I woke up this morning with the full intention of going back to bed. I slept just terribly, getting up 4-5 times in 7 hours and struggling to get back to sleep each time. Having already attained my goal in terms of writing this week, I decided to just loaf around today.
First, I started suiciding one of my aliens off a robot 3092 times. (Don't ask.)
Then I napped for an hour.
Finished suiciding one of my aliens off a robot 3092 times.
Did some reading.
I have been reading, "Unknown Quantity: A Real and Imaginary History of Algebra". It is one of those "pop" math books. Mostly, I enjoy reading these books for their historical content, but I have read so many math history books and popular books such as this one, I really do not find them satisfying anymore. Invariably, I wind up reading about the same people over and over because prior to the last 125 years, the number of notable mathematicians in a generation typically maxed out at about three or four. Of course, they were also working at a time when a mathematician could reasonably be expected to know all of mathematics. A feat that would be practically impossible 125 years ago and definitely impossible 80 or 90 years ago. Of course, the mathematics in these books is a bit too watered down to be satisfying as well.
Eventually, I was inspired to work on a problem that I quit working on last spring. It is likely the oldest unsolved problem in mathematics, which means I have no chance of solving it completely on my own. But a math problem is not solved all at once. Most problems are like a giant wall that must be taken down brick by brick until, finally, enough of the bricks have been removed, allowing someone to come along and smash through the rest of the way with that one great idea. It would be nice if I could remove but one brick.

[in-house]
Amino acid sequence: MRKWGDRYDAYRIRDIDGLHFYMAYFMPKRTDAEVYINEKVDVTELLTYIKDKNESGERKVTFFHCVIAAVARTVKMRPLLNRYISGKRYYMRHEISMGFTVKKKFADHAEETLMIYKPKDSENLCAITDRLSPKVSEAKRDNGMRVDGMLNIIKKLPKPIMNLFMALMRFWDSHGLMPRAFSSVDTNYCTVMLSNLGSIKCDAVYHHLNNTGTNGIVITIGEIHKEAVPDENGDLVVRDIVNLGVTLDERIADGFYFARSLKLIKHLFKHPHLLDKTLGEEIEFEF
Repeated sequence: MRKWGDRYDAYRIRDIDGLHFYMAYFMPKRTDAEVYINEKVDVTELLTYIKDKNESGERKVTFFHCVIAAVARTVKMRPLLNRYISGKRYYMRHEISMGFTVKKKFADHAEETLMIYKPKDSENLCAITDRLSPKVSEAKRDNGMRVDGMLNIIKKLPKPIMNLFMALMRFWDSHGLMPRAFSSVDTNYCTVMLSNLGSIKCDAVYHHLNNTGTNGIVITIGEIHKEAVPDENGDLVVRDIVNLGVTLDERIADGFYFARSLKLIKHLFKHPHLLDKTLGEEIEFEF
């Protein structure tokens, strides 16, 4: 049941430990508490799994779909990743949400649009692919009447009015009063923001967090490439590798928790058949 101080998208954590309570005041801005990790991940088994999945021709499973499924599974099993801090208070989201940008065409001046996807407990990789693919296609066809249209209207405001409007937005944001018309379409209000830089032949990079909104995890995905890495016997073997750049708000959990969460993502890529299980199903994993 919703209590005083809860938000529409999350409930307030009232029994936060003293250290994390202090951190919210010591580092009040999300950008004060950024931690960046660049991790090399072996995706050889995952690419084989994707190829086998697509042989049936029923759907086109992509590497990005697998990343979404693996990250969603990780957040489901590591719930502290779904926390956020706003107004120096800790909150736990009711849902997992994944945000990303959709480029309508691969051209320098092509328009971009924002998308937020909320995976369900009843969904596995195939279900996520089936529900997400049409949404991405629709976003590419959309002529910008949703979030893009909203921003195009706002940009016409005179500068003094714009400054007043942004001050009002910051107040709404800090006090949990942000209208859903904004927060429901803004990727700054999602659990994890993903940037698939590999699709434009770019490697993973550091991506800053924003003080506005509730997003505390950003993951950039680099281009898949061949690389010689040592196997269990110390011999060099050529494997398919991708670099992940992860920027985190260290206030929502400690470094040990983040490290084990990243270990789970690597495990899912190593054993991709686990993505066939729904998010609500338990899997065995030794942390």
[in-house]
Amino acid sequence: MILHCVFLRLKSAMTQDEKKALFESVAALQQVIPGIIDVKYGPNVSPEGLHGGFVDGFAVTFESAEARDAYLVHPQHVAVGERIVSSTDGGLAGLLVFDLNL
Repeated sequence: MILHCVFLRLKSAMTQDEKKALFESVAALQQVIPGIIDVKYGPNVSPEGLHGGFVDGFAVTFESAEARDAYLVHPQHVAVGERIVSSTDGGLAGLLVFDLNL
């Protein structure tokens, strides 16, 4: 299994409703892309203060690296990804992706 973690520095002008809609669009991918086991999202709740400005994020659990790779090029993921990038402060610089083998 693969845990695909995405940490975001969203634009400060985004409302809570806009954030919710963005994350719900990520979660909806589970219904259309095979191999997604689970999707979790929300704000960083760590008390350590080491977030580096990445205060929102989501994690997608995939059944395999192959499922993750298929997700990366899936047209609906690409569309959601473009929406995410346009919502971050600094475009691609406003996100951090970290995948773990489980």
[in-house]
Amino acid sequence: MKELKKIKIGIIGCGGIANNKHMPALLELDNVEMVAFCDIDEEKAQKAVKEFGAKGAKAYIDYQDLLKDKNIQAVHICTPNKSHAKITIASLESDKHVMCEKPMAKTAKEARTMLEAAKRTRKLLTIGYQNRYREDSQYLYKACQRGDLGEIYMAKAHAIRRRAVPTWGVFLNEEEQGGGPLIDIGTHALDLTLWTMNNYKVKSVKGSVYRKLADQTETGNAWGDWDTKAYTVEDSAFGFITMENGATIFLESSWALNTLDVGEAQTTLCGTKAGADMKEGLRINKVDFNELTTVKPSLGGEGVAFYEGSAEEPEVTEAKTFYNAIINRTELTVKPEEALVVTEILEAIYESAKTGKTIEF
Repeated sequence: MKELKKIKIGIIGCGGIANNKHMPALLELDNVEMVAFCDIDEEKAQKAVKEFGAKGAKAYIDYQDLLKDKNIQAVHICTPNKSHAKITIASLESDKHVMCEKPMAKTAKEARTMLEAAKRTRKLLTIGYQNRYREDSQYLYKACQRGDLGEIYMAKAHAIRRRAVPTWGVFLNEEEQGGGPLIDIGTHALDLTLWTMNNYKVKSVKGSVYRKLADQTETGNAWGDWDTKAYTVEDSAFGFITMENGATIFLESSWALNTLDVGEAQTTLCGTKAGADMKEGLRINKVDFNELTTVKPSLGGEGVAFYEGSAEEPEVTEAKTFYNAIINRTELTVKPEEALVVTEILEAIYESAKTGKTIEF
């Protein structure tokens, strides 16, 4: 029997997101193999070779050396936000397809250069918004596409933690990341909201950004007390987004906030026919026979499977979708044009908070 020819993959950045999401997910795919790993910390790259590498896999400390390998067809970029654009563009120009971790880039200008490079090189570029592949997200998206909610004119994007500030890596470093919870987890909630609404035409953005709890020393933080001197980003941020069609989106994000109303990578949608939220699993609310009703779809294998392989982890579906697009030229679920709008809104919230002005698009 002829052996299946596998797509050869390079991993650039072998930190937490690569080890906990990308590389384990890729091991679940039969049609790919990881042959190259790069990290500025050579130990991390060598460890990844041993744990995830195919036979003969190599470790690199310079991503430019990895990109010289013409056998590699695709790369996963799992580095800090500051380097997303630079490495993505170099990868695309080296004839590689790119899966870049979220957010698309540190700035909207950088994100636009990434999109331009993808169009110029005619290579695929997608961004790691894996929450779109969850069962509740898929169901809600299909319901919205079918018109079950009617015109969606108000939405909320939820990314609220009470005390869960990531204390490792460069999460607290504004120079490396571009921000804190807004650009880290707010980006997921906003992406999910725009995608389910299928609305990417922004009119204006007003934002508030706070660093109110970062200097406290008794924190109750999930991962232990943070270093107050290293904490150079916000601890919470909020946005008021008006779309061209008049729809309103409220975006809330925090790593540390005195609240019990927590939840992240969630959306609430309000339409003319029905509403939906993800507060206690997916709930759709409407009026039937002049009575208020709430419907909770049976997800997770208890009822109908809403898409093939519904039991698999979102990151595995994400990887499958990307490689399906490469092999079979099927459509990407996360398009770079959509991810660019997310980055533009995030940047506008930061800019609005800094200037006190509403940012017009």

The problem is regarding the existence of an odd perfect number. A google search will yield all the information you could ever want on the subject. Mathematicians do not even know if such a number exists, but I suppose the leading evidence suggests there is not. I stopped working on it last spring when all of the current research relied on proving theorems that allowed the writer to create a more efficient computer algorithm than the last guy. Where they then used the computer algorithm and a number of days of processing power to show whatever it is they wished to show. Their proverbial brick as it were.
I didn't want to attack the problem in this manner so I hung it up for some time. I started looking at the problem again this afternoon and evening and I think I have chosen a single brick to attack. We shall see if I get anywhere this time around.